Tolerance of the Cervical Spine to Eccentric Axial Compression 2002-22-0022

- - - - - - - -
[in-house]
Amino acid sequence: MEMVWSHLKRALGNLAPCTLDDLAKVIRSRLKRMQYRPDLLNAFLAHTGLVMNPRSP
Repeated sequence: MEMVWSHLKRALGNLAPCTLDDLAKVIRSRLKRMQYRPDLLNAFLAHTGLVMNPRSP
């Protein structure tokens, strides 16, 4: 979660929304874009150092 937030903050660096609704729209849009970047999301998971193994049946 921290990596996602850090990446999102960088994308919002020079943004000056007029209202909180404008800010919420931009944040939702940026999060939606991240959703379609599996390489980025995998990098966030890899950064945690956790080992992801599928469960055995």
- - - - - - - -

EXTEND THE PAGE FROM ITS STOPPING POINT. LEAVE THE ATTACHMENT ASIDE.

Cervical spine injury resulting from compressive impact loading is a particularly devastating musculoskeletal injury due to the frequency of neurologic involvement. The objective of this research was to investigate the effect of axial eccentricity on the tolerance of the cervical spine. Two functional spinal unit segments (3 adjacent vertebra and their intervening discs and soft-tissues) were dissected from the lower cervical spine of twenty-four human cadaver cervical spines and randomly assigned to one of three loading groups. The eight specimens were tested to failure in compression, compression-flexion, and compression-extension under displacement control on a high-rate MTS load frame. The resulting six-axis loads were measured and evaluated by injury mechanism (group). Statistically distinct (p < 0.01) injury mechanisms, in terms of measured a eccentricity, were produced by each of the eccentric axial compression inputs (compression-flexion, compression-extension, and compression). The axial force at failure for the compression and compression-extension loading environments were nearly equal and significantly (p < 0.01) larger (4-times) than their counterpart in the compression-flexion group. Failure data were compared with the neck injury criteria (Nij) recently proposed by the NHTSA using the 50th percentile male and 5th percentile female injury reference values. The compression and compression-extension mechanisms produced Nij values near 1.0. The compression-flexion series resulted in significantly lower Nij values at failure (approx. 0.3, p < 0.01). The results of this study provide tolerance data for the cervical spine subjected to different compressive loading environments and may be used to enhance injury reference computations facilitating neck injury prevention.